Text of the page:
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A Note from John Davidson, May 17

May 17, 2018

20-years-ago today I reached New Glasgow, Nova Scotia on my 38th day on the road. I had arrived in North Sydney, Nova Scotia a week earlier and made my way south along the edge of Lake Bras d’Or, which is actually an inland sea, of partially fresh/salt water in the centre of Cape Breton. With the blue and white and pink and purple Lupines in bloom, I could feel I was picking up my pace with the arrival of spring. It was on one of those first few days in Cape Breton that the road team made me stop while they took some pictures at the edge of the road along the shore of Lake Bras d’Or. This was the 1,000-kilometre mark. It was a time to reflect and remember just why I am out here. We should all do that from time to time. My reasoning always became clear to me whenever I thought back to the time Jesse and I spent on the road together three years earlier. Jesse represented so many kids living a life with a clock that keeps on ticking. It underscored the need to persevere. Part of the persevering was staying with what many might think of as a boring routine. Part of that routine was the daily need to soak my feet in salt water twice a day. My friend Ed Coxworthy, whose every sentence seemed to start with the words ‘By the Jesus’ said to me, ‘By the Jesus Johnny, you got feet like pigs’ ears.’ I think it was a compliment.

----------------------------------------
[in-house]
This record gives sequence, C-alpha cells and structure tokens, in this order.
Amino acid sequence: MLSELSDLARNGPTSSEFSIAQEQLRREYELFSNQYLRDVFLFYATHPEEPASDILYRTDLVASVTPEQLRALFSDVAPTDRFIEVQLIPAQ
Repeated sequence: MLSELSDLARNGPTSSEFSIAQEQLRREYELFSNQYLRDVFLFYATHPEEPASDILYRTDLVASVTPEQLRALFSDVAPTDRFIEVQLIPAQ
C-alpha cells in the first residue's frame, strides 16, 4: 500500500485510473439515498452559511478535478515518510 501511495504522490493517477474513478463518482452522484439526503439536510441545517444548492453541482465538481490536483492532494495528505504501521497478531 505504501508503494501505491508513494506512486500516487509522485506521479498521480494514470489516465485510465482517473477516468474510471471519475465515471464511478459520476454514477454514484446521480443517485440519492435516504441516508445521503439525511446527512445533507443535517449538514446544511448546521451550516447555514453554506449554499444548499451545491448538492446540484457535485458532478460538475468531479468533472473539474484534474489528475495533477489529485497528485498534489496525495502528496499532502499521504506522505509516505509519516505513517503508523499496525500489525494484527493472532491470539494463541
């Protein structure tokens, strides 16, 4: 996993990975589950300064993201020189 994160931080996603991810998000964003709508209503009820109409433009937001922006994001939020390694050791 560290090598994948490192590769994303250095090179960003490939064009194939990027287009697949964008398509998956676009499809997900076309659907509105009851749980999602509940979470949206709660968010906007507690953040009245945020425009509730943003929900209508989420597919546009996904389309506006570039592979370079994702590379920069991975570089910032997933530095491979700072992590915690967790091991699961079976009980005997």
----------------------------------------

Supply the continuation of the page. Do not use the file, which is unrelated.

Sometimes life on the motorhome was like a revolving door of people coming and going in and out of my life – and it was wonderful. My great friend Dave Meadows, who I had known for 30 years at that time, was there in North Sydney, along with his wife Susan, to welcome me and the road team to his home province of Nova Scotia.

A few days later, on the 17th of May, just outside of New Glasgow, Nova Scotia, my good friend Rich Beharrell, a cameraman I had worked with at CFPL television in London and who now lives in Prince Edward Island, joined us along with his wife Cindy and their sons Ben and Jonathon.

On the road I thought to myself how these two dads who I had known for a long time, came along to help another father. I remember liking to think that I would do the same for them if the situation was reversed.

Who do you know who is always there for you? And in tough times, would you be there for them?

And so it went along the road as I finished another day and another 33 kilometres.

Stay tuned. The journey continues…